(Reuters Health) - Strong sibling ties can help buffer adolescents from the stress of witnessing parents’ battles and unresolved conflicts, a small study suggests.
Researchers found that feelings of insecurity and other psychological problems stemming from regular exposure to family conflict were common in seventh-graders who had low-quality bonds with their siblings. With close sibling bonds, kids were less likely to experience these effects later in their teenage years.
“Close and warm sibling relationships can help offset the distress that many kids experience following repeated exposure to interparental conflict,” lead author Patrick T. Davies, a psychology researcher at the University of Rochester in New York, said in a phone interview.
“Their bond can help offset psychological problems by reducing their stress reaction to the conflict,” he said.
Davies noted that not all children exposed to high levels of parental conflict develop problems. Most kids develop along “normal trajectories,” he said.
That’s why more research is turning to examining the factors that give some kids the resilience to get through traumatic situations, the study team writes in Child Development.
Davies’ team collected data between 2007 and 2011 on 236 families of middle-school students in the Northeast and Midwest who had at least one sibling that wasn’t a twin. The families were middle class, three quarters of them identified as white, and most households included both biological parents, with a small percentage including a step-parent or guardian.
Researchers focused on the seventh-graders’ relationship with the sibling closest to them in age, and on average, these siblings were about three years younger or older. The seventh-graders’ average age at the first assessment was 12.5 years, and they were assessed again at ages 13 and 14 years
Conflict between parents and the nature of the relationships among siblings were gauged through laboratory visits and interviews with the parents and children. The seventh-graders’ emotional insecurity due to their parent’s volatile relationship was assessed through a specialized questionnaire, and other psychological and behavioral problems were reported by their teachers and mothers.
The researchers found that adolescents who witnessed conflict between their parents had greater distressed responses to conflicts a year later, and greater distressed responses, in turn, predicted mental health problems in the subsequent year. However, teens who had close sibling bonds did not suffer subsequent mental health problems.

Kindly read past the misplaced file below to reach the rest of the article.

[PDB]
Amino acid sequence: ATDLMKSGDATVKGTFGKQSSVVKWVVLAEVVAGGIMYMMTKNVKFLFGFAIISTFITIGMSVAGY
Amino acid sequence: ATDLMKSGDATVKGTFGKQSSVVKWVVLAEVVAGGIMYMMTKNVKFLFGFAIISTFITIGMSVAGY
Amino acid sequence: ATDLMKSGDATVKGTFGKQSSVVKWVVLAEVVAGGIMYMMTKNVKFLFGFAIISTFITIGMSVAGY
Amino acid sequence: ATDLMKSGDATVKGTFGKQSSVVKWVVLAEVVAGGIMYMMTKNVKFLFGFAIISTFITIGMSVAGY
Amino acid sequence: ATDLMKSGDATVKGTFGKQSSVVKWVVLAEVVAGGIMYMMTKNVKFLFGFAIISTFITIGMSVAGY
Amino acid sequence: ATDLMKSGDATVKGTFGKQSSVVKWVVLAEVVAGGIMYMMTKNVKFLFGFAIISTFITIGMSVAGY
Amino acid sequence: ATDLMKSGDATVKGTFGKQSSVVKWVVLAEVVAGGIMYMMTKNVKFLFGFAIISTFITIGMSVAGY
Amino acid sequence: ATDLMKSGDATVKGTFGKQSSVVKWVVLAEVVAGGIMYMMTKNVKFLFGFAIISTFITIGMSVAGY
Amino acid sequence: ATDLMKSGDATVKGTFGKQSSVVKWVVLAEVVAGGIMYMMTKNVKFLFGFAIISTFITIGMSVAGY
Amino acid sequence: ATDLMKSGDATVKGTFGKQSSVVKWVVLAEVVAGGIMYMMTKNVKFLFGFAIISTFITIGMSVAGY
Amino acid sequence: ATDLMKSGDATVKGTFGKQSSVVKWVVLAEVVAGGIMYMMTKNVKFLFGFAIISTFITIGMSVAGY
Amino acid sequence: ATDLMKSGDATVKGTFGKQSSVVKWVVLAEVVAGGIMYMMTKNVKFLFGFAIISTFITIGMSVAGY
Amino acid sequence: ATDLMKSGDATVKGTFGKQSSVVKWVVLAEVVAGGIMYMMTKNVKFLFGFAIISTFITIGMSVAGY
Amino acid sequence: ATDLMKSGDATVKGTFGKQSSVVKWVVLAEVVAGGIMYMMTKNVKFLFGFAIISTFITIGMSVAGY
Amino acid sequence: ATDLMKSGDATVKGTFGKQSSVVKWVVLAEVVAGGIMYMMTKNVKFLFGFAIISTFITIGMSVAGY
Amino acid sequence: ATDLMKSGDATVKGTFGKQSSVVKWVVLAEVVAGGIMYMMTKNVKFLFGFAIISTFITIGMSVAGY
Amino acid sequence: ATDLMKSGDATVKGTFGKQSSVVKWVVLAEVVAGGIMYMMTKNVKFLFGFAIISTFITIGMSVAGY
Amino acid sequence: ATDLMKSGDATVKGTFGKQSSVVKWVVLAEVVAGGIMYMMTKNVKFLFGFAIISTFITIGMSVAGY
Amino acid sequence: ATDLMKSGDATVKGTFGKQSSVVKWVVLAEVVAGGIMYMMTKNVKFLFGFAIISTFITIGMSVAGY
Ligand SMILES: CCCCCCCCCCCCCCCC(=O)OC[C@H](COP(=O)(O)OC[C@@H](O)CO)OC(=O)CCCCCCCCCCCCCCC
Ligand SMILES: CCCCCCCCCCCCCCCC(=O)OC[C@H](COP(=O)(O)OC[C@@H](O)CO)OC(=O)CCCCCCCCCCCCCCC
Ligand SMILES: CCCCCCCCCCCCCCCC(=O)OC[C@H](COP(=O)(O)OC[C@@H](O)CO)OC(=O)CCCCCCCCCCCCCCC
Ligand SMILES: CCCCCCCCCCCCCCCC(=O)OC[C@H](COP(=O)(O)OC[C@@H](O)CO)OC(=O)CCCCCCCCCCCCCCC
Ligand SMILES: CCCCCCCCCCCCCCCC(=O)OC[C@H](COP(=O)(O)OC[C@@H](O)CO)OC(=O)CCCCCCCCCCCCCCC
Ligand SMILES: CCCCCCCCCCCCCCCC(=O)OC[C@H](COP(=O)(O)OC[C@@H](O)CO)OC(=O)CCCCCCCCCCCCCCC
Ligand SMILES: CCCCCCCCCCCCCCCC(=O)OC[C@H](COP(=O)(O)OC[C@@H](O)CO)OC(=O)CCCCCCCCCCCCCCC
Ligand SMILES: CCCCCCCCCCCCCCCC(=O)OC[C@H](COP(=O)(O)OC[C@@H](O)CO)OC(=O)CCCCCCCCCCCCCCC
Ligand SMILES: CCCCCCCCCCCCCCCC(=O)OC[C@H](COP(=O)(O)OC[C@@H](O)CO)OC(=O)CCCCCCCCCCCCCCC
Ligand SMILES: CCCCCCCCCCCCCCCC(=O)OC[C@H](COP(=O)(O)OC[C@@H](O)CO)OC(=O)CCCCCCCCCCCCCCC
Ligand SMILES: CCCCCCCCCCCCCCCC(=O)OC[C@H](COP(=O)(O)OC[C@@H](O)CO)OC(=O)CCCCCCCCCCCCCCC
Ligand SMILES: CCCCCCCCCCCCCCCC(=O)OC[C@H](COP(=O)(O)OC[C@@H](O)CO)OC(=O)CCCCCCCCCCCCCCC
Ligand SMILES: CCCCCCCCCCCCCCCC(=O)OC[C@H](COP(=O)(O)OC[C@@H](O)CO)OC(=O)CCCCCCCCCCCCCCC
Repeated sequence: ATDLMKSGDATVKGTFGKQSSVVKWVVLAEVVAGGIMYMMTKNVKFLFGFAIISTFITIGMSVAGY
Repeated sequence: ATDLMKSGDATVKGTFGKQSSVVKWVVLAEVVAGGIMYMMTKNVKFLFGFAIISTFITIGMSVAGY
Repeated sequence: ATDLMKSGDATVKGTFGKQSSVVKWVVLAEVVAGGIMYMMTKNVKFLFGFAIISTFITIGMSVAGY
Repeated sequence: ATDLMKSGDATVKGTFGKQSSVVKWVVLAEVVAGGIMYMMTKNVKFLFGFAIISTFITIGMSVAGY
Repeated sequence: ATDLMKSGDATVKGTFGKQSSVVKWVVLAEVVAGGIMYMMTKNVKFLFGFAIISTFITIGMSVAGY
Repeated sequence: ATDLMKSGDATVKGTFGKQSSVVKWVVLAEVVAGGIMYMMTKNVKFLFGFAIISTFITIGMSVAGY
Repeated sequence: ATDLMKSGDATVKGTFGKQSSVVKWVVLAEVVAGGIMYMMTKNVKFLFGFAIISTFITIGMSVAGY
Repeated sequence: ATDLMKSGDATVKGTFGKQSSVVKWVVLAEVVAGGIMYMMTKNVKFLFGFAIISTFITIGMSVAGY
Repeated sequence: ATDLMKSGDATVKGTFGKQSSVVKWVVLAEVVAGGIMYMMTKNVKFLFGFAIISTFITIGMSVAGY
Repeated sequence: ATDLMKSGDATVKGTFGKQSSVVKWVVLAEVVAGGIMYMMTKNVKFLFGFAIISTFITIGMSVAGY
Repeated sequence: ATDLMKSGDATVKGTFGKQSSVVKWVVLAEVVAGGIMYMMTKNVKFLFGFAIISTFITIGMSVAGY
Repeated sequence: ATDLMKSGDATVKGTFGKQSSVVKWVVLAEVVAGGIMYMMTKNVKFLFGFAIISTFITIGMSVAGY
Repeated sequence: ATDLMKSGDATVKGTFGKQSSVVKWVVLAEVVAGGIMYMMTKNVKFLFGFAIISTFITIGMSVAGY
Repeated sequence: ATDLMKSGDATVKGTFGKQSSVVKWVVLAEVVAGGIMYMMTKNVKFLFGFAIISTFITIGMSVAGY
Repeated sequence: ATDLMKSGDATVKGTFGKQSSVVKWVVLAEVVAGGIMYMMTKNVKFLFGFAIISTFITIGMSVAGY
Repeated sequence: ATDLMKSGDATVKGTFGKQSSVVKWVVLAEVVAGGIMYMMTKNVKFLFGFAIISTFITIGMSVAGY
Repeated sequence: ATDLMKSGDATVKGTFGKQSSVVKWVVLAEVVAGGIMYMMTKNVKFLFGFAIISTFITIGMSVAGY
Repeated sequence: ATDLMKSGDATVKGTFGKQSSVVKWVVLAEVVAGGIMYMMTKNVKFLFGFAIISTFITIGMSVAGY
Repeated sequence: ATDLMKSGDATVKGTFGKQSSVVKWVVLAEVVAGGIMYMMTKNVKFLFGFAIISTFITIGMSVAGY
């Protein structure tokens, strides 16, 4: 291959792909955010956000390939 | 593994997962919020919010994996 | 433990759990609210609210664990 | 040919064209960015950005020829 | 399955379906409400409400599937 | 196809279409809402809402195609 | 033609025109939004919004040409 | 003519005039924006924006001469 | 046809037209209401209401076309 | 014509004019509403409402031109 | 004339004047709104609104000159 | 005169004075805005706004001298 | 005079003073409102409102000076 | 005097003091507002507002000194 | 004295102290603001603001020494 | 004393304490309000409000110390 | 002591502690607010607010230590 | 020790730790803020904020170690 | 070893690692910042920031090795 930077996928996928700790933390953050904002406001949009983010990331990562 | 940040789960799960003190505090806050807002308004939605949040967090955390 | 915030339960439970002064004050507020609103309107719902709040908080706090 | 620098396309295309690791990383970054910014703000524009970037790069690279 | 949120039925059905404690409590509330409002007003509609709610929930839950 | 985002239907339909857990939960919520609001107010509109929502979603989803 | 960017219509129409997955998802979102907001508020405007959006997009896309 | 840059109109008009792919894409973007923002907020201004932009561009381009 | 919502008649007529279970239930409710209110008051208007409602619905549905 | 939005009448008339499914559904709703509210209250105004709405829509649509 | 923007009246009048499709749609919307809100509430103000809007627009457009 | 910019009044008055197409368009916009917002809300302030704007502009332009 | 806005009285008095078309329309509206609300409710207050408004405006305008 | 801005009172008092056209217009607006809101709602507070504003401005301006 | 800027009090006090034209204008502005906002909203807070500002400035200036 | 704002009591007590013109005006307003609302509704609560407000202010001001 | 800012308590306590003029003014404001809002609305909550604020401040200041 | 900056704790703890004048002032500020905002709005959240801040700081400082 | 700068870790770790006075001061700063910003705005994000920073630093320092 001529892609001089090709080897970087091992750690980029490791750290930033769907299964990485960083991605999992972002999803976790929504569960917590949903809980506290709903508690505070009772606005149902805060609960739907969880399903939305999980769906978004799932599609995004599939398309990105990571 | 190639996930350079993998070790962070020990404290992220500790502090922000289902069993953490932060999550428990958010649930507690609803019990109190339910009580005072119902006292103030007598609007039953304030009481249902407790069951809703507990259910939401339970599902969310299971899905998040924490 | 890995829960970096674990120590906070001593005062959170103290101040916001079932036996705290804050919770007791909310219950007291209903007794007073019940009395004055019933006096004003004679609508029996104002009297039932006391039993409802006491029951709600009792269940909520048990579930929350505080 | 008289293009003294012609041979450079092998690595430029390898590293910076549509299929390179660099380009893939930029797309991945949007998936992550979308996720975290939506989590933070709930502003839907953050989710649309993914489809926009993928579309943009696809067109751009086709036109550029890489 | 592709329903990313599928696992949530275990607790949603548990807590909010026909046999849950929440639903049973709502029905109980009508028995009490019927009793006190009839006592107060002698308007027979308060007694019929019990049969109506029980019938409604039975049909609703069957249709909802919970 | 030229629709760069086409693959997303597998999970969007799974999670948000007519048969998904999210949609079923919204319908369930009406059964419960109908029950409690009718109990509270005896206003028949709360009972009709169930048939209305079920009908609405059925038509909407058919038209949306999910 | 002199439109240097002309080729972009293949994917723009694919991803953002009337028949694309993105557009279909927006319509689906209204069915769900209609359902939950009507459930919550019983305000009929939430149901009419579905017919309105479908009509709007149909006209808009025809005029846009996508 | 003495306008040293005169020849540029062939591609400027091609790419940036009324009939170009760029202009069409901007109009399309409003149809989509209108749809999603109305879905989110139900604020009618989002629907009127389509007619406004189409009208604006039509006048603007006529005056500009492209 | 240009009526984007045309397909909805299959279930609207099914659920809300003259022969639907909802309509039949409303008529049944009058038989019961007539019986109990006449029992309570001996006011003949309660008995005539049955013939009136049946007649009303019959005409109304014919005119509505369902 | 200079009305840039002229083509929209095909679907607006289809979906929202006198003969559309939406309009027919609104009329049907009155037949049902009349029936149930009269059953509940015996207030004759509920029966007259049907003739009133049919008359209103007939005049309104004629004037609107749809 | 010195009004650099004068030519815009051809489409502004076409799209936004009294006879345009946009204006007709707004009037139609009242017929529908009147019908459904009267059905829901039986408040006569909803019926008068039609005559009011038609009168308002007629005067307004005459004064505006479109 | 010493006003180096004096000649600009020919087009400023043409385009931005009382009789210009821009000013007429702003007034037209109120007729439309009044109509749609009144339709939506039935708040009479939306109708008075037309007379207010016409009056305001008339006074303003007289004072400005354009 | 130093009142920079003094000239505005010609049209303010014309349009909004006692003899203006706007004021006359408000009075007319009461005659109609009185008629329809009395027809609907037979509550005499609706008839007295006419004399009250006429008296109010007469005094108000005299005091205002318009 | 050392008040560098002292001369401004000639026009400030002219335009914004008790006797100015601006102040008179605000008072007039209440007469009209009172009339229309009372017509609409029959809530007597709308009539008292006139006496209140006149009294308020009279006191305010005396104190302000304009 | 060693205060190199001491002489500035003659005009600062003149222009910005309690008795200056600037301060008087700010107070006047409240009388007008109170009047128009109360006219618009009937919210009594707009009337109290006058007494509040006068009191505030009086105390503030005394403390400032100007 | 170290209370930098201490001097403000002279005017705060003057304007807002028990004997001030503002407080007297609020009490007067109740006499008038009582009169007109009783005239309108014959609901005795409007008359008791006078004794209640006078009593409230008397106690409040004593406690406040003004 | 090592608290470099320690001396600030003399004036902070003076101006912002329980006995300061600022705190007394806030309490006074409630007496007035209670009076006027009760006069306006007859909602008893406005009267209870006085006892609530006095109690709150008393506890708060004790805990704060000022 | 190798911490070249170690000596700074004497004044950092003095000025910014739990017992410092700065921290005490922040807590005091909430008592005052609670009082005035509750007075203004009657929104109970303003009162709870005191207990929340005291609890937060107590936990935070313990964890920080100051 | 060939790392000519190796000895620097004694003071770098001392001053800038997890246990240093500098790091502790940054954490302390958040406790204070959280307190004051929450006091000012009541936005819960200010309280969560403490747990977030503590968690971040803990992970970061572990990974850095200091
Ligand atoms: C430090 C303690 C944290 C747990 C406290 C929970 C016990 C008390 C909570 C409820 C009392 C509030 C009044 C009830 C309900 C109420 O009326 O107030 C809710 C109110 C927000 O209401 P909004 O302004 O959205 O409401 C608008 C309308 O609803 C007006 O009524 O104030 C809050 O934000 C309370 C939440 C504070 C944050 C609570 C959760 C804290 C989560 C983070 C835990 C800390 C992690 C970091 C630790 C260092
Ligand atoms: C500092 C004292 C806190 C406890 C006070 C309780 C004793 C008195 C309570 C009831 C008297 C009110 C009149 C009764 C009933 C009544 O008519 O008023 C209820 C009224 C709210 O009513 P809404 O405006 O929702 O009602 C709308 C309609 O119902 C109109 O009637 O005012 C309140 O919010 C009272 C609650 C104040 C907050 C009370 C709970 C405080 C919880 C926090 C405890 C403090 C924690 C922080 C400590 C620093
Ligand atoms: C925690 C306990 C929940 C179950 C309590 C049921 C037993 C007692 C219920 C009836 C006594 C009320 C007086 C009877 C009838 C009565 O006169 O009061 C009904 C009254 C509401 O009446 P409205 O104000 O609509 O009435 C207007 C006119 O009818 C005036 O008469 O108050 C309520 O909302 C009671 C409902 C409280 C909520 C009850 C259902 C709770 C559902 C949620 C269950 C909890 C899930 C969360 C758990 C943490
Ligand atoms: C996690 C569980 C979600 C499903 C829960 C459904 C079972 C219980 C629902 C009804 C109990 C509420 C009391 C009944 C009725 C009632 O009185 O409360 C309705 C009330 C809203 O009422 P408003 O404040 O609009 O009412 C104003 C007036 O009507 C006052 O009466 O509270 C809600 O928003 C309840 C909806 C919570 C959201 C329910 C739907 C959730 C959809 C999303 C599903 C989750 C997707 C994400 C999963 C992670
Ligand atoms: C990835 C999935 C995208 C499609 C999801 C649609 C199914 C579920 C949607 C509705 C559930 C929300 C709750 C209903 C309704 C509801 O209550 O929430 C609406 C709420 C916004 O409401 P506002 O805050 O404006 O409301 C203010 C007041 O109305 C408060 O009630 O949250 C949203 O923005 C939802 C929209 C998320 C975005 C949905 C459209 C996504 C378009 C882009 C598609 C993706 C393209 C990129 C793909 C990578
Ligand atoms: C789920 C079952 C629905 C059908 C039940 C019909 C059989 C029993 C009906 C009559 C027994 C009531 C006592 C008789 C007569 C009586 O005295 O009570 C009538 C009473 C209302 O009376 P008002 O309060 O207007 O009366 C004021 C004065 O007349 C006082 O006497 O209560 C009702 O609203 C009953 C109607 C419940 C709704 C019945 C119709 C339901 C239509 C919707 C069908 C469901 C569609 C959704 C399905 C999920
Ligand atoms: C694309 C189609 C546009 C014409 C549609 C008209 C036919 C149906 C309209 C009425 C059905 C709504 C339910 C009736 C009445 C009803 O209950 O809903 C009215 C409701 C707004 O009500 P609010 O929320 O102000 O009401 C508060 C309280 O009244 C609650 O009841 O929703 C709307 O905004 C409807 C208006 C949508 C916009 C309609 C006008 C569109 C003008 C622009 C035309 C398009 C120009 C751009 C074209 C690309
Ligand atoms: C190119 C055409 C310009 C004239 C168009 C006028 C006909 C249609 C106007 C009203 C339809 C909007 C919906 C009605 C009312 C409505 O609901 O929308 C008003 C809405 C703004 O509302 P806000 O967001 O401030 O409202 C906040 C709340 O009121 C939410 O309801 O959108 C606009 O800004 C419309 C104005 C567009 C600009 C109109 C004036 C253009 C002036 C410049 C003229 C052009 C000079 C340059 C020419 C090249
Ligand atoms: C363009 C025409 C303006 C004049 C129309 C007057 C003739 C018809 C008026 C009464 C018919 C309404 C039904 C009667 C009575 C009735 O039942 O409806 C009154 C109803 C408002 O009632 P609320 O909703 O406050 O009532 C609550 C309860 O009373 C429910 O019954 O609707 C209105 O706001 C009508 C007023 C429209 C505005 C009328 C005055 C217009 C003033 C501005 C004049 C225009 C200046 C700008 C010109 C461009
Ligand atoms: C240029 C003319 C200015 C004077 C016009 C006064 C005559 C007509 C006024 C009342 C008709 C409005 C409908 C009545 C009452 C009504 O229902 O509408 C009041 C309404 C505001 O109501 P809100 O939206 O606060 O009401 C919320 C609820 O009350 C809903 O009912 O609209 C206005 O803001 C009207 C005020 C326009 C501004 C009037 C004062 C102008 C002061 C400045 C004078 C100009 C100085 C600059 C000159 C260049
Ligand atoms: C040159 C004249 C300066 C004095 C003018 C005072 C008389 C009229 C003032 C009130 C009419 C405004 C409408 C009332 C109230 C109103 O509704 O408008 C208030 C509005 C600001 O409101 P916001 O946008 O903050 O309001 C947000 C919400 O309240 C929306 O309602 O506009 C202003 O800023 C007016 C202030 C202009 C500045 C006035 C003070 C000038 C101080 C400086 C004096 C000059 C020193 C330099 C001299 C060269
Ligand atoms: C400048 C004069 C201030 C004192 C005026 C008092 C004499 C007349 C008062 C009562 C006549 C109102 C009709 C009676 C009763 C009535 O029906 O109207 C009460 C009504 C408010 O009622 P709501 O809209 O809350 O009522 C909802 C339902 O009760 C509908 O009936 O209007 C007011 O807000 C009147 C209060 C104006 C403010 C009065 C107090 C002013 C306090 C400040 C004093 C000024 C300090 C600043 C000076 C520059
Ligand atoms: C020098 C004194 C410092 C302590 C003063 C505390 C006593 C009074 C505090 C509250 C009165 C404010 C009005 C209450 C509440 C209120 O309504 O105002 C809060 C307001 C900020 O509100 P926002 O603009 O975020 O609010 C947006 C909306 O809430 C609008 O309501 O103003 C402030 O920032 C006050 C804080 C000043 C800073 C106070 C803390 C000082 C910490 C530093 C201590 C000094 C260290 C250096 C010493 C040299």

“The thing about siblings is they both witness the event together and can bond, commiserate and distract each other from the conflict,” said Jonathan Caspi, a family therapist and professor in the department of family science and human development at Montclair State University in New Jersey, who wasn’t involved in the study.
“Support in the moment can be critical,” Caspi said in a phone interview, adding that the study offers family therapists “a really clear and good direction on how to help children experiencing high conflict homes or parents divorcing. Building sibling relationships can be a better strategy than providing emotional support for siblings going through family crises.”
“We should be paying more attention to siblings when mom and dad are in conflict,” said Kiaundra Jackson, a licensed family and marriage therapist in Los Angeles, who wasn’t involved in the study. “Kids are very intuitive. They understand what’s going on and feel the negative energy when there are arguments.”
Jackson said in a phone interview that she hopes “the impact of the study will be that we pay more attention to sibling dynamics so no matter what the trauma they experience they will be able to rely on one another if things get difficult.”
Since the study findings were limited to certain cultural and socioeconomic groups, Davies noted, “We have to exercise caution in extending these findings to other populations and samples. It definitely needs to be replicated and tested for generalizability.”
He added that he doesn’t think an only child is necessarily more or less at risk of developing emotional problems from a home filled with conflict compared to a similar home with multiple siblings.
“An only child probably has other sources of resilience and protective factors to offset the lack of a sibling,” he said.
SOURCE: bit.ly/2ltdqG9 Child Development, online June 19, 2018.